US 7994602 B2
A thin-film metal-oxide compound includes a titanium dioxide layer having a thickness of about 100 to 1000 nanometers. The titanium dioxide layer has a single-phase anatase structure. The titanium dioxide layer is directly disposed on a substrate comprised of glass, sapphire, or silicon. A solar cell includes a backing layer, a p-n junction layer, a metal-oxide layer, a top electrical layer and a contact layer. The backing layer includes a p-type semiconductor material. The p-n junction layer has a first side disposed on a front side of the backing layer. The metal-oxide layer includes an n-type titanium dioxide film having a thickness in the range of about 100 to about 1000 nanometers. The metal-oxide layer is disposed on a second side of the p-n junction layer. The top electrical layer is disposed on the metal-oxide layer, and the contact layer is disposed on a back side of the backing layer.
1. A thin-film metal-oxide compound comprising:
a titanium dioxide layer having a thickness of about 100 to 1000 nanometers; the titanium dioxide layer having a single-phase anatase structure; and
a substrate on which the titanium dioxide layer is directly disposed, the substrate being comprised of one of: glass, sapphire, and silicon.
2. The thin-film metal oxide compound of
3. A solar cell for converting photons into electricity, the solar cell comprising:
a backing layer comprising a p-type semiconductor material, the backing layer having a front side and a back side;
a p-n junction layer having a first side and a second side, the first side being disposed on the front side of the backing layer;
a metal-oxide layer comprising an n-type titanium dioxide film, the film having a thickness in the range of about 100 to about 1000 nanometers, the metal-oxide layer being disposed on the second side of the p-n junction layer;
a top electrical layer disposed on the metal-oxide layer; and
a contact layer disposed on the back side of the backing layer.
4. The solar cell of
5. The solar cell of
6. The solar cell of
7. The solar cell of
8. The solar cell of
This application is a Divisional of U.S. Ser. No. 11/757,060, filed on Jun. 1, 2007, which application claims the benefit of U.S. Provisional Application Ser. No. 60/810,084 filed on Jun. 1, 2006, entitled “SYSTEM AND METHOD OF DEVELOPING ANATASE TITANIUM OXIDE FILMS,” the entire contents of which are incorporated herein by reference.
1. Field of the Invention
The present invention generally relates to a material having a thin film of titanium dioxide deposited on a substrate and a method of producing the same.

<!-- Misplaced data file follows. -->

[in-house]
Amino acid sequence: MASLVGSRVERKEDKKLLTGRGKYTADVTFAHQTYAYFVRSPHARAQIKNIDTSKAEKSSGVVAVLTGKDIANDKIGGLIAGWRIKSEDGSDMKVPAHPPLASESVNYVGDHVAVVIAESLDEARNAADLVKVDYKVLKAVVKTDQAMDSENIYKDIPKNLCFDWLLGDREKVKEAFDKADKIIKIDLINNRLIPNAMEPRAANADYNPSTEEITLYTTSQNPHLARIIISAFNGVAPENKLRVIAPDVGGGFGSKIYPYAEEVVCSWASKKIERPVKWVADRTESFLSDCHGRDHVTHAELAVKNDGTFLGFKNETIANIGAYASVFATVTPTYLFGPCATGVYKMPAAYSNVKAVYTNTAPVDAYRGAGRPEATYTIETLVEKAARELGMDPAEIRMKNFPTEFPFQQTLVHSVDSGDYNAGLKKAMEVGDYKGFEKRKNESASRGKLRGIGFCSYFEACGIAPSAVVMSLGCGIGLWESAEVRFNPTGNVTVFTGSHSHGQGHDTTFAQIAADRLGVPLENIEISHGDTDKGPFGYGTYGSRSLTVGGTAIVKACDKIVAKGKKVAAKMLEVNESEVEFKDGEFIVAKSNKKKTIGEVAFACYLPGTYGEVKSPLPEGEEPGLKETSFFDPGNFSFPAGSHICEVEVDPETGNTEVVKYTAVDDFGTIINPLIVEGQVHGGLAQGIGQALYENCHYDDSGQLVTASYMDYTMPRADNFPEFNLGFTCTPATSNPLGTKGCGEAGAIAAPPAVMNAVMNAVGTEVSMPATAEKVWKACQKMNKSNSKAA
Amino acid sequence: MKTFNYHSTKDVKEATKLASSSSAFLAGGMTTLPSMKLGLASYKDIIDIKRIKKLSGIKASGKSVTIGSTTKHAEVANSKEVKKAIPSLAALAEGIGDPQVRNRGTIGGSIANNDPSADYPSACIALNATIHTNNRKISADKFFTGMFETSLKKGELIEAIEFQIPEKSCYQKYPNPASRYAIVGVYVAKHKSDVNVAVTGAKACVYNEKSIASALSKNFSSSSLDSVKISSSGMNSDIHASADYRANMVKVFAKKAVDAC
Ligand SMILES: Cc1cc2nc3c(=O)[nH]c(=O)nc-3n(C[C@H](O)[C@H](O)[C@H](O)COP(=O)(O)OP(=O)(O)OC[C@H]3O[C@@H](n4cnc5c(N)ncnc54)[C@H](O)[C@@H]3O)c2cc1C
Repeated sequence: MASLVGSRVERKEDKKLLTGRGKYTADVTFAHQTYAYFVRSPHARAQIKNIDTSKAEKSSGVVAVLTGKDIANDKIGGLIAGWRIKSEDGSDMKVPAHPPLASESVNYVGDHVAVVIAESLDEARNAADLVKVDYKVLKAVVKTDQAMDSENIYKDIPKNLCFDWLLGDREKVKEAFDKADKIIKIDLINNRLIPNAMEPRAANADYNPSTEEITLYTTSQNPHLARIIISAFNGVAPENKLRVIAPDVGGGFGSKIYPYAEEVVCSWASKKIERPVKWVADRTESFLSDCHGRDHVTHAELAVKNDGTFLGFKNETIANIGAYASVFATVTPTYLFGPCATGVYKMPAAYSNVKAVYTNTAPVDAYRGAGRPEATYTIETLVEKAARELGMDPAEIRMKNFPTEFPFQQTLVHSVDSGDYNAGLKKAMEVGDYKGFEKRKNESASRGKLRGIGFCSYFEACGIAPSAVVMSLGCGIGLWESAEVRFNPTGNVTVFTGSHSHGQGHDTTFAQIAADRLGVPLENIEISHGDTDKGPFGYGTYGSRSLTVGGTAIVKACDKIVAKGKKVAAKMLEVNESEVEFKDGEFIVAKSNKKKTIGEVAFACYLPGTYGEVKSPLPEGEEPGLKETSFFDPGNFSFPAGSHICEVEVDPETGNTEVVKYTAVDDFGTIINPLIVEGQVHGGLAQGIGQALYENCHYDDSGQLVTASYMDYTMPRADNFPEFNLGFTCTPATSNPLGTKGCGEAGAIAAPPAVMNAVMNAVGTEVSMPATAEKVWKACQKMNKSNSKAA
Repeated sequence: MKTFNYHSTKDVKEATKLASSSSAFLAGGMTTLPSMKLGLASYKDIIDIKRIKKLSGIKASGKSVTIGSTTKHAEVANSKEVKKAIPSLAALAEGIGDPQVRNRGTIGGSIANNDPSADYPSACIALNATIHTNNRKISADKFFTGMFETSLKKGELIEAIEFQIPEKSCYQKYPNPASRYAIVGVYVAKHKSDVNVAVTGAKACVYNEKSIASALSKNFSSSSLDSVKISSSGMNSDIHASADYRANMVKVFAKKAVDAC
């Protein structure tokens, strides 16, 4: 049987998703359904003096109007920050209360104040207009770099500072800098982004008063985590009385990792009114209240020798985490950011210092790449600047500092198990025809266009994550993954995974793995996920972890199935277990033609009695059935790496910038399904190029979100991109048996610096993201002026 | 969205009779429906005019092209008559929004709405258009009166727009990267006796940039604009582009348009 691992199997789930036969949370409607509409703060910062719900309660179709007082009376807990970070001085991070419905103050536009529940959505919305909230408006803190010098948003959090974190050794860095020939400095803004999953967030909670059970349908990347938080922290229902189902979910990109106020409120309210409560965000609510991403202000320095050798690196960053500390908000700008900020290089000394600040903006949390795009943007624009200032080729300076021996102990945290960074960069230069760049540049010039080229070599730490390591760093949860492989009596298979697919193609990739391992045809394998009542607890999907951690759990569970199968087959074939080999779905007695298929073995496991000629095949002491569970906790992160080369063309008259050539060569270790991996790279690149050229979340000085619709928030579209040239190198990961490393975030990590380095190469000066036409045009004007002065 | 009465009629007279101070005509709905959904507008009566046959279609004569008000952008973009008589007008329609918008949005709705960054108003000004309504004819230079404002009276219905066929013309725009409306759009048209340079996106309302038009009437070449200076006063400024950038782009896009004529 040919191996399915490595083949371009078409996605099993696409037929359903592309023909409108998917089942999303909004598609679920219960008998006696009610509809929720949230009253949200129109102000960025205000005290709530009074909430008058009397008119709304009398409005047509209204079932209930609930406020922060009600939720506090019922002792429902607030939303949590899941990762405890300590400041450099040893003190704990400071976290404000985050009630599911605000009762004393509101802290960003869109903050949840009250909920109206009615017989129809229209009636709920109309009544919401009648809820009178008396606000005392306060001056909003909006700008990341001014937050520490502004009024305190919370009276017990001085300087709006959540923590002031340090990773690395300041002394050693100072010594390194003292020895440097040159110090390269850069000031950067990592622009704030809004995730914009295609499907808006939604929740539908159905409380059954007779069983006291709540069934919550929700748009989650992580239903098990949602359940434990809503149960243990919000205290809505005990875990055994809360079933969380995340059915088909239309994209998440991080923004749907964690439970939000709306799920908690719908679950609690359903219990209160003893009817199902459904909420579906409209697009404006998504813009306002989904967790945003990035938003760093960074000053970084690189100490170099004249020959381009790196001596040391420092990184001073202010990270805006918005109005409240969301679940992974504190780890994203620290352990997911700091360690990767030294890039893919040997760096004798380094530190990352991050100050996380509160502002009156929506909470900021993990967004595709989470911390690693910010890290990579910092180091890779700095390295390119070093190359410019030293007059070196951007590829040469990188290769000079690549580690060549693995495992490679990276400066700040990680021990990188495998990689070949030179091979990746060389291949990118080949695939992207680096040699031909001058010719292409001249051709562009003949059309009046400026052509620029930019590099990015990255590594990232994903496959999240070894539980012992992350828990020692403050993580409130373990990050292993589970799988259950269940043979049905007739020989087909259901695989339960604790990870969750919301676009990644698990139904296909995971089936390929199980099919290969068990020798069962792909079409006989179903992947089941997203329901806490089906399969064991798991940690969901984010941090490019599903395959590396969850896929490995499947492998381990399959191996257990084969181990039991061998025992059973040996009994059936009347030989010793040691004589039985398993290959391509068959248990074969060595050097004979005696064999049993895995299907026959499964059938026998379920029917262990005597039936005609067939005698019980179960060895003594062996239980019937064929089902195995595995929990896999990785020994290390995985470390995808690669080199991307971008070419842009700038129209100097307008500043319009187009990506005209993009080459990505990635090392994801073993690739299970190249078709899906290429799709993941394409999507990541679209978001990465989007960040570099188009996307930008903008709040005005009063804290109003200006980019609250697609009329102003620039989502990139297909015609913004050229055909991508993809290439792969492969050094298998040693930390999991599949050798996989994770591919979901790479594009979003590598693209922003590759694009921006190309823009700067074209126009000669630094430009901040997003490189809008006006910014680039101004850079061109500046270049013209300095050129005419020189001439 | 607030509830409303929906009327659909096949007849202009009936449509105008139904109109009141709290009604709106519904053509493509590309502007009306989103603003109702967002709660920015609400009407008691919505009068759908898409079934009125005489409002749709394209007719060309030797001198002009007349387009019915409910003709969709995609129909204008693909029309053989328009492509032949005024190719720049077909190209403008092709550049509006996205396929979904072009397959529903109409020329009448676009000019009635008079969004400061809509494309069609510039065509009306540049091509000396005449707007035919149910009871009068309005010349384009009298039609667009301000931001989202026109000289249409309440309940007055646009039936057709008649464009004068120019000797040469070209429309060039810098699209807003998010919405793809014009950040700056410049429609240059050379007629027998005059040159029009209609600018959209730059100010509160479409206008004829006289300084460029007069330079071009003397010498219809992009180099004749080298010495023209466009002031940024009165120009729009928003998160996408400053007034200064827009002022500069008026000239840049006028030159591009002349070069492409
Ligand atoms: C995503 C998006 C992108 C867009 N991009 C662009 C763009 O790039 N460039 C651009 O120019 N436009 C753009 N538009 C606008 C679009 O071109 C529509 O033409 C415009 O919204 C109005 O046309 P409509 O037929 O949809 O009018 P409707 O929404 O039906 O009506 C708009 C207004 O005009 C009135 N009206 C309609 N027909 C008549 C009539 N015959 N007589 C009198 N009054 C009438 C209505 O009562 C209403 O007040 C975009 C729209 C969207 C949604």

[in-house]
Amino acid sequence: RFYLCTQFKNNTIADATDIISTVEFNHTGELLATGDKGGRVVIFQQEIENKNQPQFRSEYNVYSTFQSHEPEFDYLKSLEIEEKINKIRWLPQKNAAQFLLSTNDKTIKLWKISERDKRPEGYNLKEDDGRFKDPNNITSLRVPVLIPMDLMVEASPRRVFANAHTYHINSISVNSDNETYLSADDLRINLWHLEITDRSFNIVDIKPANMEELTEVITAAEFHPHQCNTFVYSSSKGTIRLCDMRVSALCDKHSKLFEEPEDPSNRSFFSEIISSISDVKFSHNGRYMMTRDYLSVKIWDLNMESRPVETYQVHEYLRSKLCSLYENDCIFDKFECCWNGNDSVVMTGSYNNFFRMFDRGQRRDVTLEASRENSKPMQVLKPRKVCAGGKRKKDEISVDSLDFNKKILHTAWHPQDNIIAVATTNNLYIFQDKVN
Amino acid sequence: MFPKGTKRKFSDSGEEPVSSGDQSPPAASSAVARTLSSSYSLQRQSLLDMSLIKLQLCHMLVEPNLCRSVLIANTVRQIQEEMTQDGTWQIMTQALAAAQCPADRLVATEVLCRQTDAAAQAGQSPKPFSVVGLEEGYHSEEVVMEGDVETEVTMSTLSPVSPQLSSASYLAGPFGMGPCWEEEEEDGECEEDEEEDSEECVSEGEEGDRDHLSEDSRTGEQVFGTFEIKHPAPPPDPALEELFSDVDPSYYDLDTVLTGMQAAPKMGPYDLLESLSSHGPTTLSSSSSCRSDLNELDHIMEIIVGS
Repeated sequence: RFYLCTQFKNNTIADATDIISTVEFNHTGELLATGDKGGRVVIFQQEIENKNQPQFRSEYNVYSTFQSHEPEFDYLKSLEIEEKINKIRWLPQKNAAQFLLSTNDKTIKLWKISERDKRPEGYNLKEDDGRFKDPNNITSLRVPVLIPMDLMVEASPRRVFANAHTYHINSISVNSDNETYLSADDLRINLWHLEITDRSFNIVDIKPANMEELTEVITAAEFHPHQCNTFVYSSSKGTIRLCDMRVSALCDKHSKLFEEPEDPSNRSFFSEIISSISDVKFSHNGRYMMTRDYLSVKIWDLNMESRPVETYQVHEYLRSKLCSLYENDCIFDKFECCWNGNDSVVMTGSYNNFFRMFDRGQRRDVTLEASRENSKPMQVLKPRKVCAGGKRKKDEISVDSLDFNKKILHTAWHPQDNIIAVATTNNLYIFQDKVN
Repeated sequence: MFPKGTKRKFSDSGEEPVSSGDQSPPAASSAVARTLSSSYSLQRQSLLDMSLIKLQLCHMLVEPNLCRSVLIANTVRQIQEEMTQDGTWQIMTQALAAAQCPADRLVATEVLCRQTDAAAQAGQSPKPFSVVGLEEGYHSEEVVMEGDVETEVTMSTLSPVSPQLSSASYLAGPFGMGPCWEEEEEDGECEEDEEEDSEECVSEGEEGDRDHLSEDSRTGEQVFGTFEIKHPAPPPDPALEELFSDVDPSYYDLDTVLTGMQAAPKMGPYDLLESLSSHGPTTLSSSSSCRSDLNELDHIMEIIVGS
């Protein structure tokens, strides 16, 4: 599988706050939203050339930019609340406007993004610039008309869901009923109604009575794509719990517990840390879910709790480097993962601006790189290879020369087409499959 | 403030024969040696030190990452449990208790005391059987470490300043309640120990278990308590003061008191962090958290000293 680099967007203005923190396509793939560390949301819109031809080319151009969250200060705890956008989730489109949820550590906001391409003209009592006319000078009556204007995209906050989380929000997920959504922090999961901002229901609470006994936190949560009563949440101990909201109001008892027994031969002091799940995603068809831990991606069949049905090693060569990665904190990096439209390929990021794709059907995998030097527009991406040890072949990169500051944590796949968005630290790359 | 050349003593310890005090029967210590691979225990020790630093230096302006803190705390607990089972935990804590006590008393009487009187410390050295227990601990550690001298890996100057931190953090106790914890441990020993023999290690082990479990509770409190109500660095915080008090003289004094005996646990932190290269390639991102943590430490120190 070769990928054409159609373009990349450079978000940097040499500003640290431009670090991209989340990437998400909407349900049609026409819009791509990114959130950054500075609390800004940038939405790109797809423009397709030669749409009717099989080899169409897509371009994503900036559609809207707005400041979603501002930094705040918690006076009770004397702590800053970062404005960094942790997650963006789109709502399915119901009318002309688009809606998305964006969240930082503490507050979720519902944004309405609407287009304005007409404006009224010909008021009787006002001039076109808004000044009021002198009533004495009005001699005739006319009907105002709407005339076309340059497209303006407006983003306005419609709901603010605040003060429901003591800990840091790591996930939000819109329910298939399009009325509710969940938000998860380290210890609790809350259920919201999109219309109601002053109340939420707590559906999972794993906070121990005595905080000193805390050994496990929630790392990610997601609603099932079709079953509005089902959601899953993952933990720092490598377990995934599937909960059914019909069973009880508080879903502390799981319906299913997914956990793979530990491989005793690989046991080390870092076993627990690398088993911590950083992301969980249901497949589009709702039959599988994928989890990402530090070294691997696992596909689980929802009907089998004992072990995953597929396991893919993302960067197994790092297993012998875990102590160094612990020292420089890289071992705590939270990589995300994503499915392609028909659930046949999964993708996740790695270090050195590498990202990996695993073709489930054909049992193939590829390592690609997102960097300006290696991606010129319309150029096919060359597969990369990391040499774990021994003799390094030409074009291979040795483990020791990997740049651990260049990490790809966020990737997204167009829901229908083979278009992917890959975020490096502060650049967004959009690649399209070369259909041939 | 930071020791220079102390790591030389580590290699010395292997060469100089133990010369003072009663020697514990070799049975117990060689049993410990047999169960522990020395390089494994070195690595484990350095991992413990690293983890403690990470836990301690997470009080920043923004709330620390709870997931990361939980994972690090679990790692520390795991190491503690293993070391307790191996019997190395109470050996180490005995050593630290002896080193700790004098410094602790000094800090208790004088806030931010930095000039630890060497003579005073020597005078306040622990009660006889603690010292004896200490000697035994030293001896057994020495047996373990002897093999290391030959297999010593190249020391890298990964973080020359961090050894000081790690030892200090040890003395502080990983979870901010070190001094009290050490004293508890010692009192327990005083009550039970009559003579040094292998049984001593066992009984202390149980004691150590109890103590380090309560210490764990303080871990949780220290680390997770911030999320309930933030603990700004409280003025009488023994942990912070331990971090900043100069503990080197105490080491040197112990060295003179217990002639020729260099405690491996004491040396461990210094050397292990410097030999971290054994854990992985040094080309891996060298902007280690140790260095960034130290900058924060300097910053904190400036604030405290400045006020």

2. Description of Related Art
Semiconductor substrates commonly employ metal oxide films. In recent years, titanium dioxide (TiO2) has become desirable because it is believed to have desirable characteristics. More specifically, TiO2 has been believed to be desirable for a variety of reasons, including that it is a stable material, insoluble in water, attacked only by acids and alkalis, and is non-toxic.
Four natural polymorphs for TiO2 are known: 1) anatase, 2) rutile, 3) brookite, and 4) TiO2 (B). Anatase TiO2 is has a single-phase, crystalline, tetragonal structure. Rutile also has a tetragonal structure, but comprises both an amorphous and a crystalline structure. Brookite has an orthorhombic structure, and TiO2 (B) has a monoclinic structure.
A solar cell is a semiconductor that converts light photons into electricity. Solar cells are made by joining p-type and n-type semiconducting material. The positive and negative ions within the semiconductor provide the environment necessary for an electrical current to move through a solar cell. A solar cell photogenerates charge carriers (electrons and holes) in a light-absorbing material and separates the charge carriers. Preferably, a solar cell will separate the charge carriers to a conductive contact that will transmit the electricity.
Anatase TiO2 is used as a semiconductor film in dye-sensitized solar cells. Typically, the anatase TiO2 film is prepared by deposition from a colloid produced by a sol-gel method, resulting in a relatively thick film having a structure that is at least partially amorphous. In order to achieve crystallization, the film is subject to a hydrothermal treatment at 230° Celsius.
Semiconductor substrates employing metal oxide films have also been used in gas sensors. Gas sensors are typically fabricated as sintered porous pellets, or thick films, in which the resistance of the material depends largely on gas adsorption. Both n-type and p-type semiconductors may be used in gas sensors, but n-type are generally preferred because a resistance decrease with concentration is preferable over a resistance increase. In stoichiometric n-type oxides, carbon monoxide (CO) can inject electrons into the conduction band, which results in increasing the conductivity of the material; the CO interacts directly with the oxide rather than adsorbed oxygen.